Sticker Transcends Translation in NYC Hood

     ASTORIA, N.Y. (CN) — In one of New York City’s most diverse neighborhoods, a polling site helped Bengali, Korean, Spanish and Chinese speakers take part in U.S. democracy, but the famous “I Voted” stickers required no translation.
     The largely immigrant community here collected the Lady Liberty stickers in droves from the time the Queens performing arts school P.S. 234 opened its doors at 6 a.m., until voters cleaned out their supply by the early afternoon.
     Steven Velez, a 50-year-old dental assistant here, said that he initially had to leave the line when he arrived at 6:15 a.m., but he was “very happy” that the high turnout sent him packing.
     “It was a good sign because it means people were actually coming out and voting,” he said.
     By the time his boss let him return in the mid-afternoon, the lines had dwindled down, and Velez said that he cast an enthusiastic vote for Hillary Clinton.
     “I’ve been voting for 30 years of my life, and I’ve never come across a candidate who’s more ready and more experienced to take the mantle than anyone did before,” he said of the Democratic contender. “Usually, you’re a senator. You’re a governor. You’re a mayor.”
     Between Clinton’s credentials as secretary of state and two-time former first lady, Velez said, her experience is beyond question.
     “Say what you want to say about her, she’s met with every dignitary, every prince, every queen, throughout the world,” he said outside the school. “And I think that she’s going to be great for the country.”
     During the primary season, the Astoria neighborhood had been one of the pockets of New York City that leaned toward Clinton’s former rival Bernie Sanders, but Clinton had largely won over the area’s voters interviewed for this article in time for the general election.
     Parveen, a 28-year-old in the fashion industry, was one such voter who reported that she was for “Hillary, of course.”
     Asked why, she replied: “For the obvious reasons, not Trump.”
     She added that she had been for Clinton, as much as she was against her Republican rival, but that she still had some reservations.
     “I’m not sure if it’ll be the same old, same old,” Parveen said. “I was a bit disappointed with Obama.”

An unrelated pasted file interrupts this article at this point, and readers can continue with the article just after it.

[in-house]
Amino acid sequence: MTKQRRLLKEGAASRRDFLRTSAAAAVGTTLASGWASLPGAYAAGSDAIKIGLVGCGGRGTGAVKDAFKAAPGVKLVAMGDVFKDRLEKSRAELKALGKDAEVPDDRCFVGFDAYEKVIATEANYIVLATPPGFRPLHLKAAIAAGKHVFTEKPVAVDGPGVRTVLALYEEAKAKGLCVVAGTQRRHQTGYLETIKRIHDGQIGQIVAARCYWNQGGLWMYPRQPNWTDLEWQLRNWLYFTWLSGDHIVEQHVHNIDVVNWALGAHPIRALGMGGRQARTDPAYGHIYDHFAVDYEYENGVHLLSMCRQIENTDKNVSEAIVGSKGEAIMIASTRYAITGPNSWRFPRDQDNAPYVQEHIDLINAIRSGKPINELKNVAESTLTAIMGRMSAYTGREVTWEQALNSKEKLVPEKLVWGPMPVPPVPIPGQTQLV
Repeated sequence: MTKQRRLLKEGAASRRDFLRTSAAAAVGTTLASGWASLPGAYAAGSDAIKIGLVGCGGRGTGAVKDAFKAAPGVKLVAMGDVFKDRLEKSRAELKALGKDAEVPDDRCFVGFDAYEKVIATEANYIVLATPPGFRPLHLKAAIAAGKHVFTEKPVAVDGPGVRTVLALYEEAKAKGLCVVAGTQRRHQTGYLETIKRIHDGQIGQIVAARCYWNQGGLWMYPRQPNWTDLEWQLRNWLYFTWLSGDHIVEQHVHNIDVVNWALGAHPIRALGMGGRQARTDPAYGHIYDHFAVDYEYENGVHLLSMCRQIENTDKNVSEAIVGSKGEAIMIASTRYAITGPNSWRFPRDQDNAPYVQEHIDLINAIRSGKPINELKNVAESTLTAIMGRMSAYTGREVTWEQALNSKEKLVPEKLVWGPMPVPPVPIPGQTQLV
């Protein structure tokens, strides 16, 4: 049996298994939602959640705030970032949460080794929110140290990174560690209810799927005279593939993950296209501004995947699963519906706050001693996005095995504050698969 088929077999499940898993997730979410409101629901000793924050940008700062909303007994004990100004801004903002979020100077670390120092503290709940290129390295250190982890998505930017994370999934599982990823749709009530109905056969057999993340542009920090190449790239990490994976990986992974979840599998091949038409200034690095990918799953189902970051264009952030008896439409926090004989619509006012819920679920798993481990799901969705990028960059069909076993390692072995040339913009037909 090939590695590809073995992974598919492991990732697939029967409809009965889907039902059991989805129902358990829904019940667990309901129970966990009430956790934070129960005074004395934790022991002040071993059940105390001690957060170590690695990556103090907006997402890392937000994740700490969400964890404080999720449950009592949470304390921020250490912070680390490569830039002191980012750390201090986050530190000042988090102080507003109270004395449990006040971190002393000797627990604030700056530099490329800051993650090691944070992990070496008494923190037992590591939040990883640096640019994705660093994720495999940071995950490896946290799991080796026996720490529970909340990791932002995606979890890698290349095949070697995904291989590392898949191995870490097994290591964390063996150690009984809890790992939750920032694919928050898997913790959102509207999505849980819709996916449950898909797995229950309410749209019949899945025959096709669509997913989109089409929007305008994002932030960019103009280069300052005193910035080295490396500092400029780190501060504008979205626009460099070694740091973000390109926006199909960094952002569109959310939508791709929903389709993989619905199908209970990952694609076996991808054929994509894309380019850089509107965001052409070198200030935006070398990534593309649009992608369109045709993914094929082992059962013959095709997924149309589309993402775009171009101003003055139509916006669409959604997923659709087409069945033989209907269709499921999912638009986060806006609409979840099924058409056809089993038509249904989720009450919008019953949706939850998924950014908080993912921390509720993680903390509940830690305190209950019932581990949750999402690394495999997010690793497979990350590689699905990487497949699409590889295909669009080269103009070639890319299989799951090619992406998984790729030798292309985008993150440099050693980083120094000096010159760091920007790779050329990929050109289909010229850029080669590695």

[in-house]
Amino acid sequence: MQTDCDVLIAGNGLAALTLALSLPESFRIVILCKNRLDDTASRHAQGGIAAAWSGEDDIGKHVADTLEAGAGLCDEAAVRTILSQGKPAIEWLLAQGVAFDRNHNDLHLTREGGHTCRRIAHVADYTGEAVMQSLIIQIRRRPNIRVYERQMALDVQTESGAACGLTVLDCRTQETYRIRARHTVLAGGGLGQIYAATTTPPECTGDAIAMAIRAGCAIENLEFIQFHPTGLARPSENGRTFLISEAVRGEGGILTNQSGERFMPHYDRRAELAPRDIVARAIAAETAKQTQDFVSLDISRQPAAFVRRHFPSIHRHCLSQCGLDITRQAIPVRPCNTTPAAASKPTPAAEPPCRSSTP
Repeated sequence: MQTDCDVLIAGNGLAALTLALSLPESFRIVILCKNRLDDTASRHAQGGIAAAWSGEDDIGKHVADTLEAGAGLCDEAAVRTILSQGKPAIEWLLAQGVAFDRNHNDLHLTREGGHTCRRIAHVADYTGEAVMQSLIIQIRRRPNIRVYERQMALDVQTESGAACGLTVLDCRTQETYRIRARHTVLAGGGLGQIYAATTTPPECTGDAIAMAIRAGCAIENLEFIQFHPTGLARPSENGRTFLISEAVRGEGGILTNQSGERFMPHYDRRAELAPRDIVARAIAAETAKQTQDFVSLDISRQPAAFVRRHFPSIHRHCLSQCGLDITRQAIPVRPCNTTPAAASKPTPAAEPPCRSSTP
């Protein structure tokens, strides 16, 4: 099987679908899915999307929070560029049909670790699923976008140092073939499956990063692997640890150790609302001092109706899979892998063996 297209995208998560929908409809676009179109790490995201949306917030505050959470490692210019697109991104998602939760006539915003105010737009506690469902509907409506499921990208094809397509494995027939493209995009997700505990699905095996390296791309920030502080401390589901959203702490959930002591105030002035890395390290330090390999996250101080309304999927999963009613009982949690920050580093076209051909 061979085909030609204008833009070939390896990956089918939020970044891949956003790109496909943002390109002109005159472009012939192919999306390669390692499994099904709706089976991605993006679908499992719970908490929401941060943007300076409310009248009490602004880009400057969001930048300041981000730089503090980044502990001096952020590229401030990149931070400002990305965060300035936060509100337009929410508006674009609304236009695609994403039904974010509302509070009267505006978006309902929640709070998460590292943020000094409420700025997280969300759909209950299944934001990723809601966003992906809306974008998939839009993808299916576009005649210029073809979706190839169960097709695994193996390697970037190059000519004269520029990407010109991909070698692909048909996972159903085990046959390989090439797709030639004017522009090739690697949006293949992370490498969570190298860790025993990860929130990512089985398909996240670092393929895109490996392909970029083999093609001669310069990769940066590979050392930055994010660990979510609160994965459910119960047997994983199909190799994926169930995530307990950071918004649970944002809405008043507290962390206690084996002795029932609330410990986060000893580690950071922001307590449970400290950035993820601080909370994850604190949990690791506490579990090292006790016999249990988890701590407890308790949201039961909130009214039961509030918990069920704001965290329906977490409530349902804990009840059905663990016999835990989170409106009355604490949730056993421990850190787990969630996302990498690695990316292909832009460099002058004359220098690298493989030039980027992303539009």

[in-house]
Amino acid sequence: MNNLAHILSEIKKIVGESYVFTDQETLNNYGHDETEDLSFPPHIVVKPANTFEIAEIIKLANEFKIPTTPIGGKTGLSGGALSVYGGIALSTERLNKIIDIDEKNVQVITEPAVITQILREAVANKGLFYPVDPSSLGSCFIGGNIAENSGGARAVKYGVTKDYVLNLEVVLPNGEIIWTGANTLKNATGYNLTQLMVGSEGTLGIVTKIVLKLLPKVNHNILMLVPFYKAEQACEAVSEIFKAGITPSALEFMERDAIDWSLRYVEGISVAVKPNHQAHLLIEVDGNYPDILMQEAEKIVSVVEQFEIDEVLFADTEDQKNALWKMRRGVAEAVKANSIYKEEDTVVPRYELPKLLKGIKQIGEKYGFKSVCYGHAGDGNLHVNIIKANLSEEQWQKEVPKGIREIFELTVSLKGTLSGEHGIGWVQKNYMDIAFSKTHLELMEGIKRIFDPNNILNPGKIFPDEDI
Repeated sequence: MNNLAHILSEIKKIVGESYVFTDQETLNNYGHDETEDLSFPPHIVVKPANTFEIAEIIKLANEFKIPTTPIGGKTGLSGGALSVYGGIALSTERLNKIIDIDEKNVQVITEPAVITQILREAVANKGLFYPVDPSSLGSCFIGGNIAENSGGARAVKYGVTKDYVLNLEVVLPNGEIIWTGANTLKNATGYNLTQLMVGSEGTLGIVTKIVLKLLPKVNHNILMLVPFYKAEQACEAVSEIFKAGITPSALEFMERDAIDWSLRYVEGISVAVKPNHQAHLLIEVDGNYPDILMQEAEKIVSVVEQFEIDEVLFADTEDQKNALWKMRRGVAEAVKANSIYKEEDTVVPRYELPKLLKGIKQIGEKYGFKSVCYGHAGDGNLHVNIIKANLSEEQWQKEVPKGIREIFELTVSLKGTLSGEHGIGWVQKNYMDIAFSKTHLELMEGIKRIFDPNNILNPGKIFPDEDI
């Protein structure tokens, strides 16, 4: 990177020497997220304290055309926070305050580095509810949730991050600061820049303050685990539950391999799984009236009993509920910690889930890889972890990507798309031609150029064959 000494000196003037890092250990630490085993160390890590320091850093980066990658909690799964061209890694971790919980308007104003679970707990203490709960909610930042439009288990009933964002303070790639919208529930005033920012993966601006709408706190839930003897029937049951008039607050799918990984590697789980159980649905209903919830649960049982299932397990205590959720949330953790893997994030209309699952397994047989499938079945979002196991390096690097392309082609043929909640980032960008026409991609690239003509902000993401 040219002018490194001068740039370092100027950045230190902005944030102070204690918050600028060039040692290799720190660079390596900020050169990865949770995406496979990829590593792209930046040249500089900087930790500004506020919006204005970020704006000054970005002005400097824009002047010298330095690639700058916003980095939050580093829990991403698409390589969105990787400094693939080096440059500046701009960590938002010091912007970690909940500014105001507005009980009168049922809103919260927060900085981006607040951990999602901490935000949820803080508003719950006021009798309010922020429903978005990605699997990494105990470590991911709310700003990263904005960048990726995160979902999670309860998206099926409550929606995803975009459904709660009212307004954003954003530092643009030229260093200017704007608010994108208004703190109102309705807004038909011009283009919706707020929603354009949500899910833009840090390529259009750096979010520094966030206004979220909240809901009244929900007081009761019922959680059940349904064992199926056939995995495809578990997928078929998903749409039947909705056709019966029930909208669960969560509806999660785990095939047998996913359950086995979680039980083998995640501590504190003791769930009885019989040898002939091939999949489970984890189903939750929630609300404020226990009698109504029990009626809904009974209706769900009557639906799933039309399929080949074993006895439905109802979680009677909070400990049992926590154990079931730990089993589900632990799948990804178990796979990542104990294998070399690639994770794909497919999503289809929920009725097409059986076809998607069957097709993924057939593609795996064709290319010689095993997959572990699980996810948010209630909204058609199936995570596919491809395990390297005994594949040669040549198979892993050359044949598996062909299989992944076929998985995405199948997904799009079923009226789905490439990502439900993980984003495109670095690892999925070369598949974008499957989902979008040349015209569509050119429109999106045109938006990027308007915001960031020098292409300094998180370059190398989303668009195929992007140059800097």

In particular, Parveen had been disappointed that Obama failed to deliver on his promise to close Guantanamo Bay.
     “He deported more people under his watch than any other president,” she added, referring to Obama.
     The sitting president will leave office with a strong record on advancing gay rights, and defending those gains had been forefront on the mind of Daniel, a 40-year-old information-technology engineer.
     “I’m a long-term Democrat,” Daniel said. “I think the Republican party, their values are not what I believe in. As a homosexual, they don’t believe that I am an actual person.”
     Reporting “minimal lines,” Daniel said that his voting experience “apparently” went without a hitch, but he kept a wary eye about the machine that scanned his ballot.
     “I don’t know if the machine actually works,” he said. “Nobody knows, right?”
     “Someone knows,” he hedged. “As a software engineer, I’m skeptical about software that I can’t see.”
     As in all U.S. elections, suspicion lurked been in all political corners, especially for supporters of Donald Trump, who spent the general election season attacking the entire process as “rigged.”
     Edda, a 65-year-old Trump voter who works in retail cosmetics, looked askance toward immigrant neighbors.
     “We’ve had refugees before,” she said. “We’ve had foreigners before, but I think that they went to this country to assimilate, but now we have a group that just wants to take and not be part of us. And I noticed a lot of those people seem to be here tonight. True Americans, maybe a lot of them are afraid to come out, are afraid to say something.”
     Her remarks are all the more ironic considering that Edda says that she emigrated to the United States in the mid-1960s, from East Germany.
     She joked that her immigration concerns revealed her political sensibilities.
     “So I think you can tell, I am a very proud deplorable,” she said.
     Tensions were so high on Election Day that one young woman laughed nervously when asked about her vote.
     “I don’t want to say,” she said, before revealing that she was a closet third-party voter.
     “Okay, I’m anonymous,” she added mischievously. “I voted Green Party.”
     It was not a question the young lawyer litigated lightly.
     “I’m going through an existential crisis right now because I’m thinking what if my vote means that Hillary doesn’t get elected,” she said. “However, my heart was like, I have to vote: ‘No more dynasty politicians.'”
     Asked why she requested anonymity, she spoke of a backlash against third-party voters in her community, both online, in her family, and in her face-to-face interactions.
     “It was such an emotional journey to get here between all the vitriol that was exchanged between the parties,” she said.
     Discussions were less heated for the so-called down-ballot elections, where voters her chose not only congressional and senate candidates, but also a slate of seven county judges.
     Parveen, the Clinton voter, rebuked the press for failing to educate the public about these options.
     “That part didn’t make me feel so good,” she said. “I mean, just because I’m a registered Democrat doesn’t mean that I am going to vote all down the line, but I know idea who those people were.”
     The stream of voters poured in steadily throughout the day, and the polls will close at around 9 p.m.

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